The Court explained that a patent user must ‘clearly and unambiguously’ declare willingness to conclude a FRAND licence with the patent owner and, subsequently, engage in negotiations in a ‘target-oriented manner’: A ‘willing’ licensee ‘must be one willing to take a FRAND licence on whatever terms are in fact FRAND’.[12] Whether this is true shall be assessed on a case-by-case basis.[13]

Furthermore, patent user’s request to sign a FRAND licence must be ‘continuous.’[14] The Court reasoned that an abuse of a dominant market position presupposes that the user is permanently prepared to contribute to the signing of a FRAND agreement; otherwise, the patent owner’s ‘refusal’ to offer such an agreement would ‘grasp at nothing’.[15]

The relevant standard for the assessment of willingness was described by the Court as follows: What would a ‘reasonable party’ aiming at a successful negotiation outcome serving the mutual interest of the parties undertake at a certain stage of the negotiations to promote this objective, considering the particularities of the individual case?[16]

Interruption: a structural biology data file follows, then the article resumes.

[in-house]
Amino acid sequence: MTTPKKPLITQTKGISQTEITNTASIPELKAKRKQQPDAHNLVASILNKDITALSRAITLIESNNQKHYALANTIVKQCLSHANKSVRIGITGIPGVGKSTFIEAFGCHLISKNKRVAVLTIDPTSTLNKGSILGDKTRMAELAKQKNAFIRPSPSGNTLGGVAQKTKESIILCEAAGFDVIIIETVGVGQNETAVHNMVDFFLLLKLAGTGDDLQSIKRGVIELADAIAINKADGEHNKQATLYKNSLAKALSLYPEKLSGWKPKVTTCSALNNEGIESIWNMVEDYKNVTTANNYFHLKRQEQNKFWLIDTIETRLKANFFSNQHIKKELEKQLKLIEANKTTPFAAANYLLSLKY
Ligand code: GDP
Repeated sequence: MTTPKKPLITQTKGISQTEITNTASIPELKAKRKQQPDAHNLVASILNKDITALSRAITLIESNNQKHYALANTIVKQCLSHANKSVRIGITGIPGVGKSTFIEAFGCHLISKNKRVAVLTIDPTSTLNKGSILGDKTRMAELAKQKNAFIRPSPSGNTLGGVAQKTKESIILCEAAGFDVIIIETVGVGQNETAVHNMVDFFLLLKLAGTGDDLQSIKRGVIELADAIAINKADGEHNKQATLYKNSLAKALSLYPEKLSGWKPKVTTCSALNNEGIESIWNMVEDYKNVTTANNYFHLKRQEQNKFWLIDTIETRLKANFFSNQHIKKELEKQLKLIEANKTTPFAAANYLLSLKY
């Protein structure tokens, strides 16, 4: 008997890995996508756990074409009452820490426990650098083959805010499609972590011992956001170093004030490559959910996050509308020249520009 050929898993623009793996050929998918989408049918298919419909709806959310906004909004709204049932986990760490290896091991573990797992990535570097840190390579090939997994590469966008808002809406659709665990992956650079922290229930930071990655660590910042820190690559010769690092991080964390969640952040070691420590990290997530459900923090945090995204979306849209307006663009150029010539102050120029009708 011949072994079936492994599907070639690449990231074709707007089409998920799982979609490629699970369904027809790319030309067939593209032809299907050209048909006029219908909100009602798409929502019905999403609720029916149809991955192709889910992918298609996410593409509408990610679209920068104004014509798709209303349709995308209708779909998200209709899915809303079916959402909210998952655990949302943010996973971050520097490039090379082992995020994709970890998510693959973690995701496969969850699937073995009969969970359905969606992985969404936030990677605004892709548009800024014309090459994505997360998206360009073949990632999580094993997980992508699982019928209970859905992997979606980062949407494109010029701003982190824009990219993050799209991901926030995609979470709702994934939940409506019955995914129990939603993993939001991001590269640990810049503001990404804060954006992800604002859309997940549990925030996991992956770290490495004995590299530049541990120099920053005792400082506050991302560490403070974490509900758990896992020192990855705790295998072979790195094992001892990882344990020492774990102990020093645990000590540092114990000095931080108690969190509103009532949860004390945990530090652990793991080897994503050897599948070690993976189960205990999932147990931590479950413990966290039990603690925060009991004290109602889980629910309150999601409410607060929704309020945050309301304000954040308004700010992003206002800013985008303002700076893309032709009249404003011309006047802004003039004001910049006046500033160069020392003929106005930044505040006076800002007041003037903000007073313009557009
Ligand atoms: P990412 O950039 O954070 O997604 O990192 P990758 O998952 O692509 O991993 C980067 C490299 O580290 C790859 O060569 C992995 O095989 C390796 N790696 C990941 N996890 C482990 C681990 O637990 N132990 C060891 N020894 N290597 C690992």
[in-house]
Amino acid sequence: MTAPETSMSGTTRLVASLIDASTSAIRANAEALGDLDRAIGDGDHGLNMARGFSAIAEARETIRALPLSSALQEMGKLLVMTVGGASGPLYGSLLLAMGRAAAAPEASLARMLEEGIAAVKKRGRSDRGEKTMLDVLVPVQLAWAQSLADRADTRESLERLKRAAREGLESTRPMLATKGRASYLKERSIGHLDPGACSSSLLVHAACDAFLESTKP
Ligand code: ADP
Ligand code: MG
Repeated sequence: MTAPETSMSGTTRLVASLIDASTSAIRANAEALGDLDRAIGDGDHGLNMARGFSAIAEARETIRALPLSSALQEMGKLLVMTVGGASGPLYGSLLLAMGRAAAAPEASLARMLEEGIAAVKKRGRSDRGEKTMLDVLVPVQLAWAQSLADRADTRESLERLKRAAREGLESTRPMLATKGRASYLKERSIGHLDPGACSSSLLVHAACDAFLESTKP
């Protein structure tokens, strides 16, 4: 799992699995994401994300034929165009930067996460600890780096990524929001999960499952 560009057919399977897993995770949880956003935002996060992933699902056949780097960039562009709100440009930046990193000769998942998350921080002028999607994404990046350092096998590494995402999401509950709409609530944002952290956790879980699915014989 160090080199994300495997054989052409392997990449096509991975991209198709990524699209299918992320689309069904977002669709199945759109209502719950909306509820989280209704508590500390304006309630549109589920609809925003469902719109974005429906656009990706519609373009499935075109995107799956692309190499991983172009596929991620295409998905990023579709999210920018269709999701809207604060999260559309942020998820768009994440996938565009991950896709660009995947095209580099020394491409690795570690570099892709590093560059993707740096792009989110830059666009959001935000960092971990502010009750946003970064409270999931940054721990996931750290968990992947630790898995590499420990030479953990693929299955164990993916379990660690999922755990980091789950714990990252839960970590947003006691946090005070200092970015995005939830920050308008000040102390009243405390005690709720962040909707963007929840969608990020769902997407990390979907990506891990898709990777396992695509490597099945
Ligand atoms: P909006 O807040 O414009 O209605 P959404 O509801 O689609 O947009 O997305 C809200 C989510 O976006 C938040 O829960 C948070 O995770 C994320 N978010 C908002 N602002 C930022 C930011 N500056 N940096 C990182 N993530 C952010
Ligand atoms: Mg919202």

The Court elaborated that an ‘objective willingness’ to take a FRAND licence is, regularly, indicated by an ‘active promotion of the negotiations’ oriented towards the ‘common goal’ of successfully concluding an agreement.[17] A ‘duty to promote negotiations’ is always triggered, when according to business practice and the principle of good faith it can be expected from a party to take the ‘next step’.[18] What is more, a license offer of the SEP owner regularly triggers a duty of the patent user to react (which includes a duty to express all objections at once), unless the offer is non-FRAND to such an extent that – from an objective viewpoint – it can be seen as ‘absolutely unacceptable’, i.e., as not ‘seriously meant’.[19] The Court added that the (initial) lack of willingness will, as a rule, be considered to the detriment of a party; depending on the circumstances, such party may be required to compensate the missing willingness as far as possible.[20]